xa dx xb { fac mul dup ya fac mul moveto yb fac mul lineto } for
ya dy yb { fac mul xa fac mul 1 index moveto
               xb fac mul exch lineto } for
stroke
1 0 0 setrgbcolor
ya dy yb { fac mul
           xa dx xb { fac mul 1 index r
                           fac mul 0 360 arc closepath fill } for
           pop } for
0 0 1 setrgbcolor
showpage


can be used and adjustments should be self-explanatory (the units are in cm).
The code above draws an A4-sized rectangular grid of red points (with radius 0.125 cm).
Last edited by mhr on 28 May 2012, 10:46, edited 1 time in total.
mhr
 
Posts: 35
Joined: 07 May 2012, 10:12

Re: Dewarping with a regular calibration point grid

Postby mhr » 28 May 2012, 08:29

To unwarp a series of pictures, first of all a picture has to be taken with the calibration grid at the defined paper position. The inplane rotation is not crucial, because programs like scantailor are very capable to correct these final inplane rotations perfectly. Then the book pages (or whatever stuff) can be scanned. For safety reasons (in case of unwanted changes in the relative positions of camera and book pages) I also take a calibration grid shot after scanning all book pages. If the book is large, more safety shoots may be advisable, depending on your confidence regarding the rigidity of your scanner setup.

The unwarp program ppmunwarp (see one of the following posts) needs all pictures in PPM format with raw picture data. Use a suitable converter like Imagemagick or NETPBM for conversion. I usually use the latter, because the conversions can be easily pipelined in one command like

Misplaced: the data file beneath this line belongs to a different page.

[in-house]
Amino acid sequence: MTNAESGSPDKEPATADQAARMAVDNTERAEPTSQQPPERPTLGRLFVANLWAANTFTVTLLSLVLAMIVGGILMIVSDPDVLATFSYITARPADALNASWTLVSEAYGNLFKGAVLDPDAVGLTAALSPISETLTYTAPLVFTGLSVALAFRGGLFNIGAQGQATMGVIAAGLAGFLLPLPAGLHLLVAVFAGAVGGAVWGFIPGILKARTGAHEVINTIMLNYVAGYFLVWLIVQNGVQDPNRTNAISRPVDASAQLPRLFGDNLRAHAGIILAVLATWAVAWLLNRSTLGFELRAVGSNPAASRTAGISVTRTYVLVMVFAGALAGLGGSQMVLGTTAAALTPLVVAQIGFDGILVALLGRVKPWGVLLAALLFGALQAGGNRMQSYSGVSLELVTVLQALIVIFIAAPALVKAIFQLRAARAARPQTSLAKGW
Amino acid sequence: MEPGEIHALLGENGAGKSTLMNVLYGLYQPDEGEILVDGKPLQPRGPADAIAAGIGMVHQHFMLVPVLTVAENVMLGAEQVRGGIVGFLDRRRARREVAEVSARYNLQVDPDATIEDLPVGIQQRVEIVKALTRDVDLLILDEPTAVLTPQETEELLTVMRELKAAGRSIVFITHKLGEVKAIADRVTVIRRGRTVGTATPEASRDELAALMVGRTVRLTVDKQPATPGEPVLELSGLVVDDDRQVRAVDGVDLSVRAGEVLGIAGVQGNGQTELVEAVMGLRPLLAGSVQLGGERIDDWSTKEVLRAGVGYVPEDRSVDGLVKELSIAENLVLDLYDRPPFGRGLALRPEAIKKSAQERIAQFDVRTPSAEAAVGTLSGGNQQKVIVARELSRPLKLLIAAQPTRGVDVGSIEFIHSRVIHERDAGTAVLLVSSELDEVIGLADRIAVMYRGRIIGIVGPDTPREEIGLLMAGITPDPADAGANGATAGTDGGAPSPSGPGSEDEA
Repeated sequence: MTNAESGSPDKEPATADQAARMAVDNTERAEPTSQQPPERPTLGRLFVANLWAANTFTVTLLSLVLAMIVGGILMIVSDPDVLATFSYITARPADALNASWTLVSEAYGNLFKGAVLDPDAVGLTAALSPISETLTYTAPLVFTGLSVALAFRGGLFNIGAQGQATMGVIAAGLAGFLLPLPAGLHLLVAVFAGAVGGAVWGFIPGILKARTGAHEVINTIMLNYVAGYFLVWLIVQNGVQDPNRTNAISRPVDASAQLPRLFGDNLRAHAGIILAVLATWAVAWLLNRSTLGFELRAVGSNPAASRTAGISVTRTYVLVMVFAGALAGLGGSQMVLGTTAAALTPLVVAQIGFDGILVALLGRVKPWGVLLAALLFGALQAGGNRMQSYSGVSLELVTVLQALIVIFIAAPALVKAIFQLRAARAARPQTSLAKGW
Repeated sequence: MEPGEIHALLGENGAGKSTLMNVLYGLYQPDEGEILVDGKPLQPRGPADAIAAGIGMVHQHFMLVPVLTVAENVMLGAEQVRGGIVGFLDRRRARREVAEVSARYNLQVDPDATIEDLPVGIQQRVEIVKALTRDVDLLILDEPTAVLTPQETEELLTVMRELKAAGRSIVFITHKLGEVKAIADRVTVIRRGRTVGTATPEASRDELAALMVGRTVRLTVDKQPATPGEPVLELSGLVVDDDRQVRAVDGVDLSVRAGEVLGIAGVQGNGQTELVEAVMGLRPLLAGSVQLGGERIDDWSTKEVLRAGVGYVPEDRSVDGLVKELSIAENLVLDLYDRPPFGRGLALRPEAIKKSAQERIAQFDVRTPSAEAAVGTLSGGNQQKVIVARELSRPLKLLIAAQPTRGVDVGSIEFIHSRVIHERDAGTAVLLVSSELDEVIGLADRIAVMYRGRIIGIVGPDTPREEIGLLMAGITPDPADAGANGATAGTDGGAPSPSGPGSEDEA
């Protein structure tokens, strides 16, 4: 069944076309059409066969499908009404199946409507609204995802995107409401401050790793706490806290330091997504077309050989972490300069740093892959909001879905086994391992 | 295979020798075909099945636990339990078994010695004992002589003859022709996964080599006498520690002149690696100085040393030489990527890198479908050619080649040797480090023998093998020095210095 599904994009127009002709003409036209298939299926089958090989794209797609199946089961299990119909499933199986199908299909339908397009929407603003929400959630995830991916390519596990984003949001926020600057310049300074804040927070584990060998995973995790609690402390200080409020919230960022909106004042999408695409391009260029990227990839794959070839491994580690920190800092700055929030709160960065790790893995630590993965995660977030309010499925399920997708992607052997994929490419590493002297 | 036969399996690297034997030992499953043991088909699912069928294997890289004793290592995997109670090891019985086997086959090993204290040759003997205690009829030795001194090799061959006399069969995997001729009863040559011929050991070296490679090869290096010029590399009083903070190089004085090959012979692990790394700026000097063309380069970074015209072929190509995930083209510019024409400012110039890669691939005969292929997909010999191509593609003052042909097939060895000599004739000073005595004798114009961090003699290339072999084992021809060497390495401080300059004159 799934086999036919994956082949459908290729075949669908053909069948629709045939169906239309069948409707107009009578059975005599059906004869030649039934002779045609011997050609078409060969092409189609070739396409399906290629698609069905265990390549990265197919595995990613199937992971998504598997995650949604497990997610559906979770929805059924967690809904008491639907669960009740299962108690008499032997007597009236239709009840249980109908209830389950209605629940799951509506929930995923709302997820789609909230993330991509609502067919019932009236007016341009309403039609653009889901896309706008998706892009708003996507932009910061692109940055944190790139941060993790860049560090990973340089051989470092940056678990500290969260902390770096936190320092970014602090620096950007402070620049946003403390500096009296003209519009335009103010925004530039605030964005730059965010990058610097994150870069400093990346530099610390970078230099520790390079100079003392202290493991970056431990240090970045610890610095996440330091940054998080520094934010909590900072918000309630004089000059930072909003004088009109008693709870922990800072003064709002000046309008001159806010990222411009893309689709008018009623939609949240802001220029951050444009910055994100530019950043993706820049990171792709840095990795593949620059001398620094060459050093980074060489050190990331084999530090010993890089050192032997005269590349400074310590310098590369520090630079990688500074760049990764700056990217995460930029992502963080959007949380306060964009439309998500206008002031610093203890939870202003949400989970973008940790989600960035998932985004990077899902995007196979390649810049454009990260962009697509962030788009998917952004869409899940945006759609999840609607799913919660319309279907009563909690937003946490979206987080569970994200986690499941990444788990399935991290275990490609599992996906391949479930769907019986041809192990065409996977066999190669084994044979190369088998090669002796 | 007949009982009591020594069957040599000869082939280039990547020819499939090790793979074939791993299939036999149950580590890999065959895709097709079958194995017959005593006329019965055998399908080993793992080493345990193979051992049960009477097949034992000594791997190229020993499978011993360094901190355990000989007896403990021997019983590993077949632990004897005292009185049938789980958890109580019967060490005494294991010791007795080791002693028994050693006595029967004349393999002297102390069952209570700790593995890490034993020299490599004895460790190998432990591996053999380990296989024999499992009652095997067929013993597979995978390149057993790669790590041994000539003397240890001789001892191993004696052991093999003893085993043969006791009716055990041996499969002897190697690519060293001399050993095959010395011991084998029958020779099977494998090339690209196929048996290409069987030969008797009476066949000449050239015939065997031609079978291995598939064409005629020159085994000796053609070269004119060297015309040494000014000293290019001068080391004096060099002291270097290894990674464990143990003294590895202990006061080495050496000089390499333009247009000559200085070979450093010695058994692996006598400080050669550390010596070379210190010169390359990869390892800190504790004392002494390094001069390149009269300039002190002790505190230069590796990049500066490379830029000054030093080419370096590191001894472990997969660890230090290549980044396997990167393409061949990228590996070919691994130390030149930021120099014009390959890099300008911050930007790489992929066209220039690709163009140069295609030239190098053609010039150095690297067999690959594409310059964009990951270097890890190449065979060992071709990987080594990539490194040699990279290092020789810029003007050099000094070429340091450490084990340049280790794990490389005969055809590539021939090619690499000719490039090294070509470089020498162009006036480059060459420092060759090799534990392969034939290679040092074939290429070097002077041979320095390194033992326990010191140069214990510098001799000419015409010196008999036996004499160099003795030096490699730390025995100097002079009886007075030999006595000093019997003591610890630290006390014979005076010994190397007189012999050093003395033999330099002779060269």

Code: Select all
jpegtopnm page123.jpg | ppmunwarp -d deform.bin | pnmtopng > page123_unwarp.png


Note that grayscale PGM pictures need to be converted to real PPM images, though most other PNM utilities are capable of reading both formats while expecting color images. These conversions can be integrated into the pipeline with the filter programs pgmtoppm and ppmtopgm from the NETPBM package if necessary.

In the command from above the unwarping information of the calibration grid is contained in the file deform.bin. This has to be created first of course. If the picture of the calibration grid is contained in calib.jpg, then the command

Code: Select all
jpegtopnm calib.jpg | ppmunwarp -m check.ppm > deform.bin


creates this calibration data. The additional file check.ppm, created by ppmunwarp, is very useful to control the detected grid. If there are problems with point detection, a graphic editor like GIMP or PHOTOSHOP can be used to manually erase points (or even repair points in borderline cases) of the image file calib.jpg. Eventually you can help the program by changing the default values of the options -pc (point color), -ph (hue value range), -ps (saturation for point detection) and -pv (intensity threshold) to enhance point detection. If some few points are missing in the detected grid, this is acceptable, because the program tries to interpolate (and even extrapolate to a certain amount) missing points. Too irregularly shaped non-rectangular grids might give problems though. The program might even reject such calibration grid images and a correction of that file by a graphic editor is mandatory in such cases.

To easily detect the DPI of the unwarped pictures, it is advisable to unwarp the calibration grid itself with the command

Code: Select all
jpegtopnm calib.jpg | ppmunwarp -d deform.bin | pnmtopng > calib_unwarp.png


The grid points in calib_unwarp.png should be located in a perfect grid, parallel to the picture border. To calculate the DPI, look for the pixel count between the grid points in a graphic editor. If the physical grid has grid points at distance 5 mm and the number of pixels between e.g. 10 grid points (horizontally or vertically) is n, then the DPI can be calculated by

Code: Select all
DPI = (2.54 / 5) * n = 0.508 * n